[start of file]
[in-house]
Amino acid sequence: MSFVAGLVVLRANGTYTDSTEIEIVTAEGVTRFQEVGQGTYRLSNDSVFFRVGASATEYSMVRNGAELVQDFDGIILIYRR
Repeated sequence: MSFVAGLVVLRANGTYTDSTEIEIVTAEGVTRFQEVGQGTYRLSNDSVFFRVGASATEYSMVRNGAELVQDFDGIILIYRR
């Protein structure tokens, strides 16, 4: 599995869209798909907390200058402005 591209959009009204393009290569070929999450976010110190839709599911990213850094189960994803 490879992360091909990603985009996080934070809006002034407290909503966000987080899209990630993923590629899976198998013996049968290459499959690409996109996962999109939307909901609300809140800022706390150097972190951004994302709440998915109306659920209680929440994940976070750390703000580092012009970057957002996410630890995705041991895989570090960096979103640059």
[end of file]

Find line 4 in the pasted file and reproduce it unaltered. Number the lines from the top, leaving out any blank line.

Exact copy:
């Protein structure tokens, strides 16, 4: 599995869209798909907390200058402005 591209959009009204393009290569070929999450976010110190839709599911990213850094189960994803 490879992360091909990603985009996080934070809006002034407290909503966000987080899209990630993923590629899976198998013996049968290459499959690409996109996962999109939307909901609300809140800022706390150097972190951004994302709440998915109306659920209680929440994940976070750390703000580092012009970057957002996410630890995705041991895989570090960096979103640059």